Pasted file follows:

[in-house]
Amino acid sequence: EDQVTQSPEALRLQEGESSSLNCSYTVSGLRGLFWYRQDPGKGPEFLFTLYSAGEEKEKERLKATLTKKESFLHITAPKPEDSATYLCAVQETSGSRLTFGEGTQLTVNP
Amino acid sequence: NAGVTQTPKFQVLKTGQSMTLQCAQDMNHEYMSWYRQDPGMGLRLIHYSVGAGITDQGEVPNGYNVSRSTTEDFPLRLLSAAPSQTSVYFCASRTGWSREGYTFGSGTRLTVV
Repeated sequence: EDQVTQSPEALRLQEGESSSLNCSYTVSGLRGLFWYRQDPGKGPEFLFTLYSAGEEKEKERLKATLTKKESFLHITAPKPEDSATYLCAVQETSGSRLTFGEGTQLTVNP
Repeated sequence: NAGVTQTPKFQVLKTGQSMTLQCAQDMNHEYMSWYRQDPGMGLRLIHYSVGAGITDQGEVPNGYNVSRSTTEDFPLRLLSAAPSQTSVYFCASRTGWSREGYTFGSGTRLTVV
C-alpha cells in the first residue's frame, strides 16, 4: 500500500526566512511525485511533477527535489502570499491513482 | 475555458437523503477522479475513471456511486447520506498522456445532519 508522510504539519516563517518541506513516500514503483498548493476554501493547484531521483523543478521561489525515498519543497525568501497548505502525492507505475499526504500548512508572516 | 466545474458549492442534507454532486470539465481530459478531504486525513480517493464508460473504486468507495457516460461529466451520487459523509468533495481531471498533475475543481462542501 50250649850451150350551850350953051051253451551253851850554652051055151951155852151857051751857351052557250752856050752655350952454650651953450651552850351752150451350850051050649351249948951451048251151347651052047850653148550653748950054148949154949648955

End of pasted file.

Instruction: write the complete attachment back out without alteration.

[in-house]
Amino acid sequence: EDQVTQSPEALRLQEGESSSLNCSYTVSGLRGLFWYRQDPGKGPEFLFTLYSAGEEKEKERLKATLTKKESFLHITAPKPEDSATYLCAVQETSGSRLTFGEGTQLTVNP
Amino acid sequence: NAGVTQTPKFQVLKTGQSMTLQCAQDMNHEYMSWYRQDPGMGLRLIHYSVGAGITDQGEVPNGYNVSRSTTEDFPLRLLSAAPSQTSVYFCASRTGWSREGYTFGSGTRLTVV
Repeated sequence: EDQVTQSPEALRLQEGESSSLNCSYTVSGLRGLFWYRQDPGKGPEFLFTLYSAGEEKEKERLKATLTKKESFLHITAPKPEDSATYLCAVQETSGSRLTFGEGTQLTVNP
Repeated sequence: NAGVTQTPKFQVLKTGQSMTLQCAQDMNHEYMSWYRQDPGMGLRLIHYSVGAGITDQGEVPNGYNVSRSTTEDFPLRLLSAAPSQTSVYFCASRTGWSREGYTFGSGTRLTVV
C-alpha cells in the first residue's frame, strides 16, 4: 500500500526566512511525485511533477527535489502570499491513482 | 475555458437523503477522479475513471456511486447520506498522456445532519 508522510504539519516563517518541506513516500514503483498548493476554501493547484531521483523543478521561489525515498519543497525568501497548505502525492507505475499526504500548512508572516 | 466545474458549492442534507454532486470539465481530459478531504486525513480517493464508460473504486468507495457516460461529466451520487459523509468533495481531471498533475475543481462542501 50250649850451150350551850350953051051253451551253851850554652051055151951155852151857051751857351052557250752856050752655350952454650651953450651552850351752150451350850051050649351249948951451048251151347651052047850653148550653748950054148949154949648955